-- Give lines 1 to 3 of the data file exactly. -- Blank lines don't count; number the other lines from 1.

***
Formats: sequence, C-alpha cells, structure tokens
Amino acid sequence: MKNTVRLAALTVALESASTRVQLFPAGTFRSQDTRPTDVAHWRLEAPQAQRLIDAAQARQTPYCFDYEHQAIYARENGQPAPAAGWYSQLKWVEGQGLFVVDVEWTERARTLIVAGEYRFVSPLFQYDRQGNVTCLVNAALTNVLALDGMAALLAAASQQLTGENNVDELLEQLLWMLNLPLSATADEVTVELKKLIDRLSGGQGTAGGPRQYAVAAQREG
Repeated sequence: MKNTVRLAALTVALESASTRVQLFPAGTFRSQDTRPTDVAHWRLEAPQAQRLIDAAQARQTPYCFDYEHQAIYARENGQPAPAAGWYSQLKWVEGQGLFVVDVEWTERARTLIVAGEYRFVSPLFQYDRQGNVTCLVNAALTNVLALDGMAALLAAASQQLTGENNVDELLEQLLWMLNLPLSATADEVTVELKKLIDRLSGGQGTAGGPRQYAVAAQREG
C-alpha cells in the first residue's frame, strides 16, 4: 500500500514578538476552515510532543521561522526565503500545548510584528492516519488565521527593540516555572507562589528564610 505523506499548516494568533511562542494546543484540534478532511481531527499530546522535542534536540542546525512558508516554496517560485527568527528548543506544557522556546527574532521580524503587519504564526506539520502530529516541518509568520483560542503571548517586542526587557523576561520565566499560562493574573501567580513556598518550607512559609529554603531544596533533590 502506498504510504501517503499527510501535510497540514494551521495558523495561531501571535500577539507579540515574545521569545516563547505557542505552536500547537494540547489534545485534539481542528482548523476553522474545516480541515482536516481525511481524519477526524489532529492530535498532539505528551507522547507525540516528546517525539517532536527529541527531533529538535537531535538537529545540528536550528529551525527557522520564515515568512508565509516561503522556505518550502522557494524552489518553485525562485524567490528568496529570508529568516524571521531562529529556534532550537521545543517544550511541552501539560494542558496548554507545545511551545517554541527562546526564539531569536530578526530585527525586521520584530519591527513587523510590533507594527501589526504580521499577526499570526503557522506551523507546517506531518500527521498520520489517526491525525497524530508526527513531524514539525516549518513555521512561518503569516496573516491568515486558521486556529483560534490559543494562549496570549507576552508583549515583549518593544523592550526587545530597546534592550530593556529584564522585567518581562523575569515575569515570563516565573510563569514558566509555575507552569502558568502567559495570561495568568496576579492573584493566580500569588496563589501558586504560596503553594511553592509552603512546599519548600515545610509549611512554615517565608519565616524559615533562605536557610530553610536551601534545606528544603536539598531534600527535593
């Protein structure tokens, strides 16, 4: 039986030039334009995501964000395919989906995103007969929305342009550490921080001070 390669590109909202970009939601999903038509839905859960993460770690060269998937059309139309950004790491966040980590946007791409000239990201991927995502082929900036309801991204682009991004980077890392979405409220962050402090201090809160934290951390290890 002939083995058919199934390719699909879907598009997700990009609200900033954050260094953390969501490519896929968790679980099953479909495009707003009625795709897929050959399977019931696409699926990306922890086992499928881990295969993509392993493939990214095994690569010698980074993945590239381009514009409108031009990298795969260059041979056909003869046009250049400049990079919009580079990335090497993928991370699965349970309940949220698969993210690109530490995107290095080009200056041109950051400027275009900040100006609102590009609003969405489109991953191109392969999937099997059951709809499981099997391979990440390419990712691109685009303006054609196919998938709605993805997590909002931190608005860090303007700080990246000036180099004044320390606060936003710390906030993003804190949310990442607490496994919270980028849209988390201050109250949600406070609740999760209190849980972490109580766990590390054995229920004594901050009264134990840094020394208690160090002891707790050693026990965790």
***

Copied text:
Formats: sequence, C-alpha cells, structure tokens
Amino acid sequence: MKNTVRLAALTVALESASTRVQLFPAGTFRSQDTRPTDVAHWRLEAPQAQRLIDAAQARQTPYCFDYEHQAIYARENGQPAPAAGWYSQLKWVEGQGLFVVDVEWTERARTLIVAGEYRFVSPLFQYDRQGNVTCLVNAALTNVLALDGMAALLAAASQQLTGENNVDELLEQLLWMLNLPLSATADEVTVELKKLIDRLSGGQGTAGGPRQYAVAAQREG
Repeated sequence: MKNTVRLAALTVALESASTRVQLFPAGTFRSQDTRPTDVAHWRLEAPQAQRLIDAAQARQTPYCFDYEHQAIYARENGQPAPAAGWYSQLKWVEGQGLFVVDVEWTERARTLIVAGEYRFVSPLFQYDRQGNVTCLVNAALTNVLALDGMAALLAAASQQLTGENNVDELLEQLLWMLNLPLSATADEVTVELKKLIDRLSGGQGTAGGPRQYAVAAQREG